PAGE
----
# Slope map tutorial

One of the most poweful texturing features of POV-Ray is normal perturbation (which is specified using the `normal` block of an object texture). With this feature it's possible to emulate small surface displacement in a very efficient way, without actually having to modify the actual surface (which often would increase the complexity of the object considerably, resulting in much slower renders).

Slope maps are used to define more precisely how the normal perturbation is generated from a specified pattern. Slope maps are a very powerful feature often dismissed by many.

As an example, let's create a simple scene with an object using normal perturbation:

```camera { location <0, 10, -7>*1.4 look_at 0 angle 35 }
light_source
{ <100, 80, -30>, 1 area_light z*20, y*20, 12, 12 adaptive 0 }
plane { y, 0 pigment { rgb 1 } }

cylinder
{ 0, y, 4
pigment { rgb <1, .9, .2> }
finish { specular 1 }
normal
{ wood 1
rotate x*90
}
}
``` By default the `wood` pattern uses a ramp wave (going from 0 to 1 and then back to 0) arranged in concentric circles, as we can see from the image.

By default POV-Ray simply takes the values of the pattern as they are in order to calculate the normal perturbation of the surface. However, using a `slope_map` we can more precisely define how these values are interpreted. For example, if we add this `slope_map` (the meaning of the values are explained later in this tutorial) to the `normal` block in the example above:

```    slope_map
{ [0 <0, 0>]
[.2 <1, 1>]
[.2 <1, 0>]
[.8 <1, 0>]
[.8 <1, -1>]
[1 <0, 0>]
}
```

we get a much more interesting result: We can also use a slope map to simply smooth out the original ramp wave pattern like this:

```    slope_map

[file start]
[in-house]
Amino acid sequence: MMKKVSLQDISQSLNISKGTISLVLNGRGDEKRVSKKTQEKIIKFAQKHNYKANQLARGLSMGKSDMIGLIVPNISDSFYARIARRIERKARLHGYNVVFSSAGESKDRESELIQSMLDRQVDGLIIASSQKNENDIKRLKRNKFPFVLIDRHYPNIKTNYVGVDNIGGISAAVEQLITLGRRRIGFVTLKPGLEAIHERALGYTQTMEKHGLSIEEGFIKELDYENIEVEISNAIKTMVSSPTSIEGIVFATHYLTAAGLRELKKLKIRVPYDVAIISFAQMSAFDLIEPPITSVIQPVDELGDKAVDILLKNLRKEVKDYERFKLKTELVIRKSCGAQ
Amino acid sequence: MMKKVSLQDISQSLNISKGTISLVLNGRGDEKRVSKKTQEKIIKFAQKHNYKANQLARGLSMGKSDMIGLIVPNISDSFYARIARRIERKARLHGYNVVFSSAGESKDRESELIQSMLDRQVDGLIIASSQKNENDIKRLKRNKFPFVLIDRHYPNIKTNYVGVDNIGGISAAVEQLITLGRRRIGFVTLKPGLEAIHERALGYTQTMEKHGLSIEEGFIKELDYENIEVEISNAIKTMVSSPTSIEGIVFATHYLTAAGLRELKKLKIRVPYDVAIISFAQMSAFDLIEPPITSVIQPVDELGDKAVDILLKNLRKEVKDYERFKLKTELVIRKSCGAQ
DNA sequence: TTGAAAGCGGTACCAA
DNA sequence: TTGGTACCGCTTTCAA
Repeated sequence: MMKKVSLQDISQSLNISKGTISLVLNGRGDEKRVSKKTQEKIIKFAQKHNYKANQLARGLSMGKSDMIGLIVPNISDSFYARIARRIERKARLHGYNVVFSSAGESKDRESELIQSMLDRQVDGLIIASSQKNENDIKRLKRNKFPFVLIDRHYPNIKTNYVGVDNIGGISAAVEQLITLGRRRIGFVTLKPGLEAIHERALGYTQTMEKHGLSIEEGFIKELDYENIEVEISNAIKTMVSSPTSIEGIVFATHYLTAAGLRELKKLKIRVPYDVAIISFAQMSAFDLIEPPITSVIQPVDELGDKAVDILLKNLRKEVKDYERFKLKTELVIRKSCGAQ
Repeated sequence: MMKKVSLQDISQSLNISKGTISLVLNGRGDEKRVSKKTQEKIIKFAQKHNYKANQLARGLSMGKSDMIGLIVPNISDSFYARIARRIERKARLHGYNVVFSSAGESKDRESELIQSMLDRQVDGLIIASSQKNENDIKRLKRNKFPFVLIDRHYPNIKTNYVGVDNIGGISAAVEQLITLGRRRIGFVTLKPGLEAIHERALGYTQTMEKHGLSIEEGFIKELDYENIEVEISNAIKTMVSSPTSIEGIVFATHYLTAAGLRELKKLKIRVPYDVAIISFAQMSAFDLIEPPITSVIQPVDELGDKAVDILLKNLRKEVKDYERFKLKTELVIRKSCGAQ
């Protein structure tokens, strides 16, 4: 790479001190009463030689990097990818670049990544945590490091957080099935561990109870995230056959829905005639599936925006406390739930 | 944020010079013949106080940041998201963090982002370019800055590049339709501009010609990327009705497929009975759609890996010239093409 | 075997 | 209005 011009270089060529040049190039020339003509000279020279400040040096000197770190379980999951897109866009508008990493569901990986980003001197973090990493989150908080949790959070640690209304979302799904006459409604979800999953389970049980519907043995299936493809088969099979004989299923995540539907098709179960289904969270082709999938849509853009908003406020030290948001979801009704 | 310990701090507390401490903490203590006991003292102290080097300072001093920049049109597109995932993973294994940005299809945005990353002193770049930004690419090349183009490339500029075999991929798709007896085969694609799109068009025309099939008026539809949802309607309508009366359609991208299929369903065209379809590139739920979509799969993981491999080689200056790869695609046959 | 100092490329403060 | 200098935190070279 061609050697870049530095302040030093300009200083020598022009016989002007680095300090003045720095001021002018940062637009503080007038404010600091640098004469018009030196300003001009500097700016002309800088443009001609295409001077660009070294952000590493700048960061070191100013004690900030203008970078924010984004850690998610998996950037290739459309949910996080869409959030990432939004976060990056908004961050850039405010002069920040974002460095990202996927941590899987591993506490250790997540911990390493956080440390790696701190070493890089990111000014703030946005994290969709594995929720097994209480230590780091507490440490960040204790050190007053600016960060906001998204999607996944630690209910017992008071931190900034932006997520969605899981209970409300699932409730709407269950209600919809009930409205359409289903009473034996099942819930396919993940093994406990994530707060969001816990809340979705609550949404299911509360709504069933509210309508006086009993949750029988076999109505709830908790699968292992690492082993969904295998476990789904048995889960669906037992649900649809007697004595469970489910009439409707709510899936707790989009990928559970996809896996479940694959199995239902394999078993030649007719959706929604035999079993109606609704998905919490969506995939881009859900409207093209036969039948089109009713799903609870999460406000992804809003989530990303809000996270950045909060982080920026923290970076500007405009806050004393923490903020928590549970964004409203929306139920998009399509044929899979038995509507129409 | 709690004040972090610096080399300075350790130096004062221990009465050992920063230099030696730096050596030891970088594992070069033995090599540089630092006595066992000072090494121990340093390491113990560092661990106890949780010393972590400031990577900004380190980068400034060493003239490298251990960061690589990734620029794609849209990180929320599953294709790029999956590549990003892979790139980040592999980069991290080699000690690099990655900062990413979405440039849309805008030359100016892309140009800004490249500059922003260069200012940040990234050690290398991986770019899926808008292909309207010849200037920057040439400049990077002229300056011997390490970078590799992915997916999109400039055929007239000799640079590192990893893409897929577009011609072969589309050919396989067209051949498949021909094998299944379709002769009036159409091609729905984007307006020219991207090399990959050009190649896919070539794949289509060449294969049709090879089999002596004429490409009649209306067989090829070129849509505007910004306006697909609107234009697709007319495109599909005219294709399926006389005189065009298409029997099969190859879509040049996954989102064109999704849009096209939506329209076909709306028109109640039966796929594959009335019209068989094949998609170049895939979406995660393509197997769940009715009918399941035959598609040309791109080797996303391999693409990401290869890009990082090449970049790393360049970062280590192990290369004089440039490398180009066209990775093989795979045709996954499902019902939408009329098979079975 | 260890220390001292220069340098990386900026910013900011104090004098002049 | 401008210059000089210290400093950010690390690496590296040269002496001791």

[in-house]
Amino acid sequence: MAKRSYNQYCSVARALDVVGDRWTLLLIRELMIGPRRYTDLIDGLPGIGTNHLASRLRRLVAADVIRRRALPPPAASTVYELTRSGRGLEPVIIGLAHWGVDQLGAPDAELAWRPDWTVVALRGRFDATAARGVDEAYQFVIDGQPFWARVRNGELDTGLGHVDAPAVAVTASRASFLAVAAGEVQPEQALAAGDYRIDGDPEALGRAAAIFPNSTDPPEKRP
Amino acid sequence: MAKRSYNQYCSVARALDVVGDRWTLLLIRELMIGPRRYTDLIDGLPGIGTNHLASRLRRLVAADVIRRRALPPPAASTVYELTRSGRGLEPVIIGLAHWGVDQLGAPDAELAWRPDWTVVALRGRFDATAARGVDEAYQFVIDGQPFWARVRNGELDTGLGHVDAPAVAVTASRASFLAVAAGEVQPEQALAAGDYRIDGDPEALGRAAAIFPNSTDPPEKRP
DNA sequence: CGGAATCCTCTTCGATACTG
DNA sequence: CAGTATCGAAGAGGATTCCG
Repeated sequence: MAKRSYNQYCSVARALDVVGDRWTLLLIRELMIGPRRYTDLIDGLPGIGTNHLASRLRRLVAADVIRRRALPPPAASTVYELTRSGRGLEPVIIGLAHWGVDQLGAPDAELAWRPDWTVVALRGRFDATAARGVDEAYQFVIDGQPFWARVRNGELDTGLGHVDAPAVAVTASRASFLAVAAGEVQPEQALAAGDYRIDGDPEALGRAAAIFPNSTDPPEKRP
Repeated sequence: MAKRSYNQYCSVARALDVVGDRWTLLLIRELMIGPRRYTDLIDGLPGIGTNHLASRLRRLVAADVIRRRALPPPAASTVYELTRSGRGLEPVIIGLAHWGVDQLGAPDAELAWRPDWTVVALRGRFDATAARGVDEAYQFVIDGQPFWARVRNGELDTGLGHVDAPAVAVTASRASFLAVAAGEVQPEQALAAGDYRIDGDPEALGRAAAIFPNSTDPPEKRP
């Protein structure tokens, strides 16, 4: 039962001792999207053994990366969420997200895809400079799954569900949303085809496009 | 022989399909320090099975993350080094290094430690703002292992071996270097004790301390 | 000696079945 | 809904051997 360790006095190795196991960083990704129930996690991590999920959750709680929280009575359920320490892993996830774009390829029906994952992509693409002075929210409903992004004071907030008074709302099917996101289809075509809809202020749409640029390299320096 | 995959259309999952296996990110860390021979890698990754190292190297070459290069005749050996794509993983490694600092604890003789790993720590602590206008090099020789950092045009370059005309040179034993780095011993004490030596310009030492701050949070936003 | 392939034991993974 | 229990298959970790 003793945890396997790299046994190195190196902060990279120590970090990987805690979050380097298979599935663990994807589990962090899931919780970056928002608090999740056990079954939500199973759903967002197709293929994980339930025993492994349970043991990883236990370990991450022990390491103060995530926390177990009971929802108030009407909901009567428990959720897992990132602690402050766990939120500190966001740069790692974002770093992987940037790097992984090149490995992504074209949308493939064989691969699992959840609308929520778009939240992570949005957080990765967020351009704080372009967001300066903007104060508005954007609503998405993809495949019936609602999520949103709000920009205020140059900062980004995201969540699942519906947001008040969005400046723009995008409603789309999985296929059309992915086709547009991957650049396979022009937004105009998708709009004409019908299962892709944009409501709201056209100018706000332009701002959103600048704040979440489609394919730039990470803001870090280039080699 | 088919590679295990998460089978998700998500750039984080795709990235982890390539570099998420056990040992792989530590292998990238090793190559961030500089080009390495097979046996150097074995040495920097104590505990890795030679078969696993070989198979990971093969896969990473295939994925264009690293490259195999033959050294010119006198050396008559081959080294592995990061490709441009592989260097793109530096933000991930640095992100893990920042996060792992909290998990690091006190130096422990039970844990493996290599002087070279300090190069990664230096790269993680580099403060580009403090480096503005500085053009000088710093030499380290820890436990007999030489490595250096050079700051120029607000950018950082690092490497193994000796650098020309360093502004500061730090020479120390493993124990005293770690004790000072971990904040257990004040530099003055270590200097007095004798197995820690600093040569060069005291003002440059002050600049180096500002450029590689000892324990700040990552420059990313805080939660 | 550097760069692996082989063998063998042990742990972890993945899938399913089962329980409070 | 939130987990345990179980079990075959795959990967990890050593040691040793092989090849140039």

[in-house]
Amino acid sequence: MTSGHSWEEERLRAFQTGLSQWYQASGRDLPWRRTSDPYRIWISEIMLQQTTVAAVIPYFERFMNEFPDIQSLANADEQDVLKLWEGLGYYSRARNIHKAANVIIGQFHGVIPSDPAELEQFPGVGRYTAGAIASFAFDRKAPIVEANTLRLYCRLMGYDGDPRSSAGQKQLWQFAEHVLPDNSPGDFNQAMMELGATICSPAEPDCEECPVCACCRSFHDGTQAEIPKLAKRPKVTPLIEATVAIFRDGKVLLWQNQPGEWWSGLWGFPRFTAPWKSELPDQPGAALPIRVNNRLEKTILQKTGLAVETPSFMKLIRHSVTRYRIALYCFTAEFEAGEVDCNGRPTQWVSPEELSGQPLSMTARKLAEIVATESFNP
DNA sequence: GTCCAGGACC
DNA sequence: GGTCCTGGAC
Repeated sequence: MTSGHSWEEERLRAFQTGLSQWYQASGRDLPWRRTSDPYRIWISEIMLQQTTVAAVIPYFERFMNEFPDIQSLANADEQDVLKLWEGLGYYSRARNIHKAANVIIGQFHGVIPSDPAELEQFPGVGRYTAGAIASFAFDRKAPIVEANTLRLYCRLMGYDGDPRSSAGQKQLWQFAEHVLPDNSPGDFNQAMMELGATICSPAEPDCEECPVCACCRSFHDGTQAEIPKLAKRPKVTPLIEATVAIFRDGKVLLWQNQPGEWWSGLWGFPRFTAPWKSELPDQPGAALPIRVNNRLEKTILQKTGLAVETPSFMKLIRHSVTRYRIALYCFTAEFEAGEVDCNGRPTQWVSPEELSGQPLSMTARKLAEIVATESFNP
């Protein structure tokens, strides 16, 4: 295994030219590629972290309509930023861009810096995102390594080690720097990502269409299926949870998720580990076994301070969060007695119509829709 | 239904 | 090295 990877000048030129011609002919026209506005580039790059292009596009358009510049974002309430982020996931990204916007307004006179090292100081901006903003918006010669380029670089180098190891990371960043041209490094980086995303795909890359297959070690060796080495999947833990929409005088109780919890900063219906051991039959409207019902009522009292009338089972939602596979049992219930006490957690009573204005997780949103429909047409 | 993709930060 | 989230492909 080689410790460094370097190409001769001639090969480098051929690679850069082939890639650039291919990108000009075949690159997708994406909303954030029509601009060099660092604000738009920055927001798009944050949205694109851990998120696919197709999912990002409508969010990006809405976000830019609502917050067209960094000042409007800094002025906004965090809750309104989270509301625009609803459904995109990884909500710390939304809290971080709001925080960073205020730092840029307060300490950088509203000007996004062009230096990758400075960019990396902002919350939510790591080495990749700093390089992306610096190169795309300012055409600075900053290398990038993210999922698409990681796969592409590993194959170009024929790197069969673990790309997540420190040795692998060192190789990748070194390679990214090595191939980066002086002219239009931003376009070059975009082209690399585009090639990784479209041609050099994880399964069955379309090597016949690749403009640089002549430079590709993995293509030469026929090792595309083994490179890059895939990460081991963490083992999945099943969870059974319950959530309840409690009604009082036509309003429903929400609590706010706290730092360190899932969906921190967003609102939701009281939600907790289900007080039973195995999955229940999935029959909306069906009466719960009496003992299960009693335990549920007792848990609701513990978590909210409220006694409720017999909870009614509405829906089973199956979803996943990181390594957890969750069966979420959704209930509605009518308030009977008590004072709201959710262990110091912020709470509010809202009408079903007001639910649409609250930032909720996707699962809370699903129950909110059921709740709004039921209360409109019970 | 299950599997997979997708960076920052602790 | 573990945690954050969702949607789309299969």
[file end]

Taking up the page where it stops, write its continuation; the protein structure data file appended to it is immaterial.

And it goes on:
{ [0 <0, 0>]
[.5 <.5, 1>]
[1 <1, 0>]
}
``` ## Slopes, what are they?

Mathematically speaking the slope of a curve (also called gradient) at a certain point is the `tan()` of the angle of the tangent line of that curve at that point. In other words, it's the amount of change of the vertical coordinate with respect to the change of the horizontal coordinate.

In a more colloquial way, the slope of a completely horizontal part of the curve is 0. The slope of a 45-degree line is 1 (because for each unit in the horizontal direction the line goes up by the same amount). Lines between 0 and 45 degrees have corresponding slopes between 0 and 1 (the relation between them is not linear, though, but one usually doesn't have to worry about that). Lines with an angle of over 45 degrees have correspondently slopes increasingly larger than 1 (a line of 90 degrees has an infinite slope).

Usually when defining slope maps it's enough to keep between slopes of 0 and 1, even though higher slopes are sometimes useful too to get steeper changes. Usually it's enough to think that a slope of 0 means a horizontal part of the curve while a slope of 1 means a 45-degree steep part of the curve (and slopes between 0 and 1 correspond to degrees between 0 and 45 respectively).

A slope can be negative too. A negative slope simply means that the curve is going down instead of going up.

The following figure shows some basic slopes in a curve (note that the slope values are only approximate): ## Syntax of a slope map

In the exact same way as for example a `color_map` assigns colors to pattern values, a `slope_map` assign slopes to pattern values. If you are fluent in defining color maps for a pattern, defining a slope map shouldn't be any more difficult.

Each entry in a slope map takes two values: The "displacement" of the surface (although one should remember that this displacement is only simulated, not real) and the slope of the surface at that point.

You can think of the first parameter as an "altitude" value which tells how much the surface (in relative terms) is displaced from its original location. Usually values between 0 and 1 are used for this. You can think of 0 meaning that the surface is not displaced and 1 as the surface having maximum displacement (outwards).

Let's examine the slope map we used to "smooth out" the wood pattern at the beginning of this tutorial:

```    slope_map
{ [0 <0, 0>]
[.5 <.5, 1>]
[1 <1, 0>]
}
```

This means:

• When the pattern has a value of 0, the surface is not displaced and the slope of the surface is 0 (ie. it's horizontal).